Point of operation protection is needed without significant loss of mobility and/or visibility. Vacuum barriers placed directly into the patient's mouth are not well suited for drawing in airborne contaminants, and may impair access to the operating site for some dental procedures. Vacuum barriers positioned on the instrument itself typically limit the area of protection however, a vacuum barrier placed near the point of operation without unduly restricting mobility and/or visibility is possible.
The present invention provides a ventilation apparatus which is adapted to more efficiently and effectively remove contaminants emitted from the mouth of a dental patient undergoing a dental treatment, including oral surgery. The apparatus includes an annular collector designed to sealably fit around the mouth of the patient on the skin of the patient surrounding the mouth and which creates a vacuum barrier to draw contaminants away from the dental practitioner. The dental practitioner is allowed full freedom of movement relative to the performance of dental procedures, as the collector is mounted on the patient in such a manner that the dental practitioner does not have to work under or around a prepositioned shield. Also, visibility of the operating site is maintained by constructing the collector as a ring-shaped tubular member surrounding the mouth, thereby providing visibility and access to the operating site.
The collector is constructed such that debris and aerosols passing into the air from the operating site are drawn by suction into the apparatus and away from the practitioner. The suction produced by the apparatus draws aerosols and fluids through at least one aperture in the collector and into the internal channel of the collector and away from the dental practitioner's face and body, thereby creating a "vacuum barrier" with respect to aerosols escaping from the site of the dental procedure that otherwise would be allowed to reach the practitioner.
Preferably, the interior wall of the collector has a plurality of spaced apertures therealong suited to collect both aerosols in the air and saliva or other liquids seeping from the patient's mouth. A pair of tubes are also connected to the vacuum source through the collector and positioned to extend into the lower par of the mouth of the patient to collect saliva and other liquids.
The specific design of the apparatus, including the size and shape of the aerosol collector and method of its attachment, are somewhat dependent upon the size and physical characteristics of the patient, as well as the requirements of the specific dental procedure for which the ventilating apparatus is to be used. Although specific designs will vary, each apparatus has an aerosol collector with at least one suction aperture directed to produce a suction between the operating site and the dental practitioner when in use and in flow communication with a suction hose and a vacuum source.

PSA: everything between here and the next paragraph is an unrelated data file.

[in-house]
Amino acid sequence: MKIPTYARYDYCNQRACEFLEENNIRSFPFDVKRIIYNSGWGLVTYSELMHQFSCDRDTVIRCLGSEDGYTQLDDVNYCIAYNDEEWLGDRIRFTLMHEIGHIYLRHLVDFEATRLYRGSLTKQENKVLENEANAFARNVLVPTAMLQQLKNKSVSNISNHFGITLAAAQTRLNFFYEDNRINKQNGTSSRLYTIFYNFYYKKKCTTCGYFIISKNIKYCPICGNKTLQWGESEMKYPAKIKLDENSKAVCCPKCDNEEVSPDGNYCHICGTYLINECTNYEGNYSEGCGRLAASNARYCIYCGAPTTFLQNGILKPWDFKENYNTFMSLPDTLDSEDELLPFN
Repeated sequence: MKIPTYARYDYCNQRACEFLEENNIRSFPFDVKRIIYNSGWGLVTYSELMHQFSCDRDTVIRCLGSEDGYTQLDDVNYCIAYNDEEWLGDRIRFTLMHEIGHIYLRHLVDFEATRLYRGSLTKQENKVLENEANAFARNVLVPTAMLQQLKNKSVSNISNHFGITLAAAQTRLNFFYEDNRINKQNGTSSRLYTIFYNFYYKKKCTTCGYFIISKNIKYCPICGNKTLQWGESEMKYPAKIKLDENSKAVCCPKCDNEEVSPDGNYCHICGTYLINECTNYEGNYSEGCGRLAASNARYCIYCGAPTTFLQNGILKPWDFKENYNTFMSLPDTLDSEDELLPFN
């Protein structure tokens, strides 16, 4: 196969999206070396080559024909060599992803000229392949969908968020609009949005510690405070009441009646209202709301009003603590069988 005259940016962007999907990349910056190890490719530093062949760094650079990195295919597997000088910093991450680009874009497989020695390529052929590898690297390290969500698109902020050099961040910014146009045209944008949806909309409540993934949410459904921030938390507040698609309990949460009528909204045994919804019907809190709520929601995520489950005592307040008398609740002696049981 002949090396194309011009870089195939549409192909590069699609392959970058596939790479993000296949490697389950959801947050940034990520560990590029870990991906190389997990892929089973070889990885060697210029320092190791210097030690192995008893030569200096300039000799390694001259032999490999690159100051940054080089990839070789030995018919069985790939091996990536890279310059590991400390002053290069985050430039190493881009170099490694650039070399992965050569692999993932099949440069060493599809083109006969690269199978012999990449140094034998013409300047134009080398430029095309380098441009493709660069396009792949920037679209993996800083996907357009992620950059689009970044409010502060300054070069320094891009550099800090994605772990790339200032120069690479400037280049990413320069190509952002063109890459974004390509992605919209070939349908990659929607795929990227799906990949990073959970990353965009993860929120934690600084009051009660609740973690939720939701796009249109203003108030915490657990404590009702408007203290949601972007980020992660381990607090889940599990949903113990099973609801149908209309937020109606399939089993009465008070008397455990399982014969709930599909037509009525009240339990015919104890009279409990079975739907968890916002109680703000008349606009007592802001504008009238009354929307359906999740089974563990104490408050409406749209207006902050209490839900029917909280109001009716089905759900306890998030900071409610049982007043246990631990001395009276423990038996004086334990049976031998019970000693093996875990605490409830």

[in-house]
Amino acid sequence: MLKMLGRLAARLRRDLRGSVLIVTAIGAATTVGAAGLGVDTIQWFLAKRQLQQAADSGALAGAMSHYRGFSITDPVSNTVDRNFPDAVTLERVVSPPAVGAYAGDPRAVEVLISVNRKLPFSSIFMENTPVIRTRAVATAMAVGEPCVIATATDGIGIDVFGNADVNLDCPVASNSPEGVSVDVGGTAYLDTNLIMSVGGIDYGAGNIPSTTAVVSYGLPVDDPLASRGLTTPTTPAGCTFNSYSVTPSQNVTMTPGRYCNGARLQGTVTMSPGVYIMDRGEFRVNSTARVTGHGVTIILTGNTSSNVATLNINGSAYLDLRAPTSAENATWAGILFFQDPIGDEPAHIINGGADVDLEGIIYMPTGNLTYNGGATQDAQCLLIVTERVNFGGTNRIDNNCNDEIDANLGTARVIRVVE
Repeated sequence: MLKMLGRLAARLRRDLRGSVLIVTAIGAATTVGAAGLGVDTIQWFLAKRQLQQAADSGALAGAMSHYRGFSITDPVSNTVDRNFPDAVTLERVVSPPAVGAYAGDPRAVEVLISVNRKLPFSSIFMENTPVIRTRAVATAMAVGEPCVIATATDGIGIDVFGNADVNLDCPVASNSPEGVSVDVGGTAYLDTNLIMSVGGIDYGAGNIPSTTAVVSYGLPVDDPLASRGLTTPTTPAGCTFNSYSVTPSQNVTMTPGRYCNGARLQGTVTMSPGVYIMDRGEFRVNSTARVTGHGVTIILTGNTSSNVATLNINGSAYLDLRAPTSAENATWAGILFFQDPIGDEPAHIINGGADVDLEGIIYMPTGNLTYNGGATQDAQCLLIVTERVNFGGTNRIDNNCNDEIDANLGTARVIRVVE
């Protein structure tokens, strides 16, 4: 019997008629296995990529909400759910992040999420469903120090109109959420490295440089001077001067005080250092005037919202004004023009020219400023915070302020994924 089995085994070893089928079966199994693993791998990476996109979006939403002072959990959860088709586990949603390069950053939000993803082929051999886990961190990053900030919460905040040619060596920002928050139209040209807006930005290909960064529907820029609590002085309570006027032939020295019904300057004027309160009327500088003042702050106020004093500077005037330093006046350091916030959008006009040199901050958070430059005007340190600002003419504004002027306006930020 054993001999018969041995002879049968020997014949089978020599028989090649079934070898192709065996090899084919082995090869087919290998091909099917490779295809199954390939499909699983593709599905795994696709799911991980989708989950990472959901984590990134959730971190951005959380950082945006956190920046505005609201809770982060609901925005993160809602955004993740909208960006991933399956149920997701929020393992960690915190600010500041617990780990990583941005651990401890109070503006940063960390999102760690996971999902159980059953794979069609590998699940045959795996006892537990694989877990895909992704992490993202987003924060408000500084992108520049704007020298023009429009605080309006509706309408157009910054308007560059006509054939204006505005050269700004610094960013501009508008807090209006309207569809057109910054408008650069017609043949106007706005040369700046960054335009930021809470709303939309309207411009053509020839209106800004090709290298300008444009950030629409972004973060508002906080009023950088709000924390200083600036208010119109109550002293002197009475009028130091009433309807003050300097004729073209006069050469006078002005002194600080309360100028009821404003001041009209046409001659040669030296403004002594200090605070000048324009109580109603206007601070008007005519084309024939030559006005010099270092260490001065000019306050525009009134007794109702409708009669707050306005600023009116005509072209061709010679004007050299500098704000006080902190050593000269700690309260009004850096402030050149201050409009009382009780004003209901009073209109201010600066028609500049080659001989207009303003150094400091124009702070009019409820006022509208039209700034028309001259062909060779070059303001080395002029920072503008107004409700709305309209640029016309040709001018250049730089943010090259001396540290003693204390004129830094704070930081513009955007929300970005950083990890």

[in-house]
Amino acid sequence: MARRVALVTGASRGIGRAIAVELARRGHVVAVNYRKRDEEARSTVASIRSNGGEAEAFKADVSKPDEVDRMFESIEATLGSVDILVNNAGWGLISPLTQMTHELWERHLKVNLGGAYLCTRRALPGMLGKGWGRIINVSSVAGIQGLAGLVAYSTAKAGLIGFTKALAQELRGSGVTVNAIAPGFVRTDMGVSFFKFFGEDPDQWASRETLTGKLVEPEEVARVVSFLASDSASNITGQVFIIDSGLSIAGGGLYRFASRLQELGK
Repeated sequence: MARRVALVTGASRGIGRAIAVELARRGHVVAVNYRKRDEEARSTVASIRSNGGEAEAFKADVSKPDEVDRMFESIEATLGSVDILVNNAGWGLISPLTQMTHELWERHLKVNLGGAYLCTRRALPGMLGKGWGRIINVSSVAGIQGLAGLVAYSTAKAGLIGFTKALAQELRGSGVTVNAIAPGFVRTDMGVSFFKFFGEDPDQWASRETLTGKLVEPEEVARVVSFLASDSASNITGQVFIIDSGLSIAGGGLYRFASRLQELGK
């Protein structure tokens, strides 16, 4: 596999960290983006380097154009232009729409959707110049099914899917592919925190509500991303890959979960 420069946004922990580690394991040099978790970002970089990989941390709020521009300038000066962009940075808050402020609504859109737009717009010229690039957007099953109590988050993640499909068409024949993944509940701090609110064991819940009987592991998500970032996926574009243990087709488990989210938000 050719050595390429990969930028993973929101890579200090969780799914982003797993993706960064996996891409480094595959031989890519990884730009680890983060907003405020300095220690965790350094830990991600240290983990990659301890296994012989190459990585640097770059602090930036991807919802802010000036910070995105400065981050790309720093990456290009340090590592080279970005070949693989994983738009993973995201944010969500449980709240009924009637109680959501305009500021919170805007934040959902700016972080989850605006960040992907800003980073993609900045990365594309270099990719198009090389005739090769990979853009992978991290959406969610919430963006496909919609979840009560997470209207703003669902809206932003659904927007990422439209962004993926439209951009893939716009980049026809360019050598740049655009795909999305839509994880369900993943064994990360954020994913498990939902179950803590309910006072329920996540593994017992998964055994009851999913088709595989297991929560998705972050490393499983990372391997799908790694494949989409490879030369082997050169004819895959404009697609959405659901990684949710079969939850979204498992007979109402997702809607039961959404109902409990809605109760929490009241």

The suction hose includes segmented flexible tubing connecting the annular collector with the vacuum source such that during operation of the apparatus, the vacuum source operably draws solid, liquid and gaseous materials through the suction aperture of the collector while the collector is in a surrounding relationship to the site of the dental procedure. Contaminants drawn in through the suction aperture can then be removed by a filter system incorporated in the suction hose. The filter is removably connected to other components of the suction hose. A dental practitioner may remove the filter and mail it to a laboratory for pathological analysis after use. Such an analysis can be anonymous in order to determine the incidence of a particular disease in the population as a whole or specific with the patient receiving the results.
The vacuum source or pump which generates the negative pressure for drawing contaminants into the suction aperture of the apparatus may be of the type commonly available as commercial or household vacuum cleaner designed for removing solids and liquids from the environment. The vacuum source should include a reservoir for collecting fluids drawn through the apparatus. A solution of sodium hypochlorite, such as sold under the trademark "Clorox," is preferably added to the reservoir so as to further ensure that the gases exiting the system and the fluids collected in the reservoir of the vacuum source are disinfected. The apparatus is removably attached to the patient, and except for the vacuum source, such as a pump, is readily disposable by incinerator or the like in such a manner as to destroy any contamination therein.